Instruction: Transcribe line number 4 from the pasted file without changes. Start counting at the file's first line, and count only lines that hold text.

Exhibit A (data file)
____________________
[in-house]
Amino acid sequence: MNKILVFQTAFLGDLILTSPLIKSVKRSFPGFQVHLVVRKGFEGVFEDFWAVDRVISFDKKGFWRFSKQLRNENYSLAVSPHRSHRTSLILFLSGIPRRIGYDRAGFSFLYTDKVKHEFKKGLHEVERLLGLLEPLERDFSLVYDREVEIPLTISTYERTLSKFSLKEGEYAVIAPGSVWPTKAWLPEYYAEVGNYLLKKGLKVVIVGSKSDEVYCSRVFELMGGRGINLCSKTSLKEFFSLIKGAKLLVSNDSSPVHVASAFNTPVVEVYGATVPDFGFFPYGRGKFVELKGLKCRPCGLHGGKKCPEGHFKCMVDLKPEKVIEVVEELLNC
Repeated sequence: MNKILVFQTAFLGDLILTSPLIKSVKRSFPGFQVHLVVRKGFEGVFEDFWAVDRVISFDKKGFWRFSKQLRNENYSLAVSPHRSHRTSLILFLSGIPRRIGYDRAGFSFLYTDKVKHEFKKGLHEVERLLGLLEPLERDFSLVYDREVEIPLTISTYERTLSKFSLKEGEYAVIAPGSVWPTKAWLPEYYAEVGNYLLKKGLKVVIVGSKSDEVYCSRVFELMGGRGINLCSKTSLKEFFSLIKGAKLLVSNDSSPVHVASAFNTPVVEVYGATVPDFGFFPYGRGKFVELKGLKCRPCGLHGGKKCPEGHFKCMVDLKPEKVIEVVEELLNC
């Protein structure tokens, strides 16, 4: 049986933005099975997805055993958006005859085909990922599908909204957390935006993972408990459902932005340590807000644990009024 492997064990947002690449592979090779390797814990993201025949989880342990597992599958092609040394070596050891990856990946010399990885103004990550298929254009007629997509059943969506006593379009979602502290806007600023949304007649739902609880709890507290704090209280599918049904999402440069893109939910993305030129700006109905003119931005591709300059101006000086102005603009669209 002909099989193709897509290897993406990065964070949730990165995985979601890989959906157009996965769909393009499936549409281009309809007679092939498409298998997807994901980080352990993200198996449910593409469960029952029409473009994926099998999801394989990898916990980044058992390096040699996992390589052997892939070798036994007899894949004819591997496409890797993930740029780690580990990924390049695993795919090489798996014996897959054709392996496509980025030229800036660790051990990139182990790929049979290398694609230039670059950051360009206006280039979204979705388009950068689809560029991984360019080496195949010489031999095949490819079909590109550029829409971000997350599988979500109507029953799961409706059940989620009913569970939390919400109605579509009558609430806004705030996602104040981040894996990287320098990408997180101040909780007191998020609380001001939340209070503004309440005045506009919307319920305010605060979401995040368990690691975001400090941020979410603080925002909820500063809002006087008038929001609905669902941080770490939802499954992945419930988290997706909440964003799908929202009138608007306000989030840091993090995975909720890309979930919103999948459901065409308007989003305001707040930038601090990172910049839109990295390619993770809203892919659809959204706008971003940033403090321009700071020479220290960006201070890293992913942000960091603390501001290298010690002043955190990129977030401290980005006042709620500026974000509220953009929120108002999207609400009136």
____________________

């Protein structure tokens, strides 16, 4: 049986933005099975997805055993958006005859085909990922599908909204957390935006993972408990459902932005340590807000644990009024 492997064990947002690449592979090779390797814990993201025949989880342990597992599958092609040394070596050891990856990946010399990885103004990550298929254009007629997509059943969506006593379009979602502290806007600023949304007649739902609880709890507290704090209280599918049904999402440069893109939910993305030129700006109905003119931005591709300059101006000086102005603009669209 002909099989193709897509290897993406990065964070949730990165995985979601890989959906157009996965769909393009499936549409281009309809007679092939498409298998997807994901980080352990993200198996449910593409469960029952029409473009994926099998999801394989990898916990980044058992390096040699996992390589052997892939070798036994007899894949004819591997496409890797993930740029780690580990990924390049695993795919090489798996014996897959054709392996496509980025030229800036660790051990990139182990790929049979290398694609230039670059950051360009206006280039979204979705388009950068689809560029991984360019080496195949010489031999095949490819079909590109550029829409971000997350599988979500109507029953799961409706059940989620009913569970939390919400109605579509009558609430806004705030996602104040981040894996990287320098990408997180101040909780007191998020609380001001939340209070503004309440005045506009919307319920305010605060979401995040368990690691975001400090941020979410603080925002909820500063809002006087008038929001609905669902941080770490939802499954992945419930988290997706909440964003799908929202009138608007306000989030840091993090995975909720890309979930919103999948459901065409308007989003305001707040930038601090990172910049839109990295390619993770809203892919659809959204706008971003940033403090321009700071020479220290960006201070890293992913942000960091603390501001290298010690002043955190990129977030401290980005006042709620500026974000509220953009929120108002999207609400009136």